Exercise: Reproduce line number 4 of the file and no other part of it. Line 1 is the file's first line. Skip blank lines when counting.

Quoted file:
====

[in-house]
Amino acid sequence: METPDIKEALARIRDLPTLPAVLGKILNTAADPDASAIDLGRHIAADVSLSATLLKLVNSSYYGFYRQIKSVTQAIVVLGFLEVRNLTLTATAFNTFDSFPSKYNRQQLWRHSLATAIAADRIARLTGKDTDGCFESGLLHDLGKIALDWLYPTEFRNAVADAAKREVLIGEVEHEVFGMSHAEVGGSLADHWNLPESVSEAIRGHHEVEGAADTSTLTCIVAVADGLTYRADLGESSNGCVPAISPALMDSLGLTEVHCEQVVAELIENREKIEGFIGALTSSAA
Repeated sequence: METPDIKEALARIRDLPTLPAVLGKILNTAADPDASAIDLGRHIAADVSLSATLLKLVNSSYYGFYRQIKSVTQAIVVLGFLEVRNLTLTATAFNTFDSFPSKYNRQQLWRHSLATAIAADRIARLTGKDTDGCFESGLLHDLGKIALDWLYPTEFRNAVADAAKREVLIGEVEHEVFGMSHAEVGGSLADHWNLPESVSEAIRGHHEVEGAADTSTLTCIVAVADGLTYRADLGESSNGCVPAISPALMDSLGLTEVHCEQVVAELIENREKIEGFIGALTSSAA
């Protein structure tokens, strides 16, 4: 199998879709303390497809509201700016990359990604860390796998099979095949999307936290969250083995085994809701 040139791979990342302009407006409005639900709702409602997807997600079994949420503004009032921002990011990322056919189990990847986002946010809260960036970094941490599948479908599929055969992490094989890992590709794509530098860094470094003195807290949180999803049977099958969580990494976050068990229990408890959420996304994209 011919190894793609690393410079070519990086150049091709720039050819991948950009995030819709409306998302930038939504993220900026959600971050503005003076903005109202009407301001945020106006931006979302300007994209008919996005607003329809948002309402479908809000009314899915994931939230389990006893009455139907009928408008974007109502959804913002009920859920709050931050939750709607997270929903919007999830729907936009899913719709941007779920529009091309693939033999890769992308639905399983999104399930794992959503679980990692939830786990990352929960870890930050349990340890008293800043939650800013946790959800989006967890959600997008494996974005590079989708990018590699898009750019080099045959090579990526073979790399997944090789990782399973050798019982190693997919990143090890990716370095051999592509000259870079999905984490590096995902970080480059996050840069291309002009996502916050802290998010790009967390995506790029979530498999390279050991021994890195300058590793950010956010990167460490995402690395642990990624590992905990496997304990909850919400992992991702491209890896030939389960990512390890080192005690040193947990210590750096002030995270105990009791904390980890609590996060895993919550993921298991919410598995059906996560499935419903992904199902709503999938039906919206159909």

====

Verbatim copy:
């Protein structure tokens, strides 16, 4: 199998879709303390497809509201700016990359990604860390796998099979095949999307936290969250083995085994809701 040139791979990342302009407006409005639900709702409602997807997600079994949420503004009032921002990011990322056919189990990847986002946010809260960036970094941490599948479908599929055969992490094989890992590709794509530098860094470094003195807290949180999803049977099958969580990494976050068990229990408890959420996304994209 011919190894793609690393410079070519990086150049091709720039050819991948950009995030819709409306998302930038939504993220900026959600971050503005003076903005109202009407301001945020106006931006979302300007994209008919996005607003329809948002309402479908809000009314899915994931939230389990006893009455139907009928408008974007109502959804913002009920859920709050931050939750709607997270929903919007999830729907936009899913719709941007779920529009091309693939033999890769992308639905399983999104399930794992959503679980990692939830786990990352929960870890930050349990340890008293800043939650800013946790959800989006967890959600997008494996974005590079989708990018590699898009750019080099045959090579990526073979790399997944090789990782399973050798019982190693997919990143090890990716370095051999592509000259870079999905984490590096995902970080480059996050840069291309002009996502916050802290998010790009967390995506790029979530498999390279050991021994890195300058590793950010956010990167460490995402690395642990990624590992905990496997304990909850919400992992991702491209890896030939389960990512390890080192005690040193947990210590750096002030995270105990009791904390980890609590996060895993919550993921298991919410598995059906996560499935419903992904199902709503999938039906919206159909």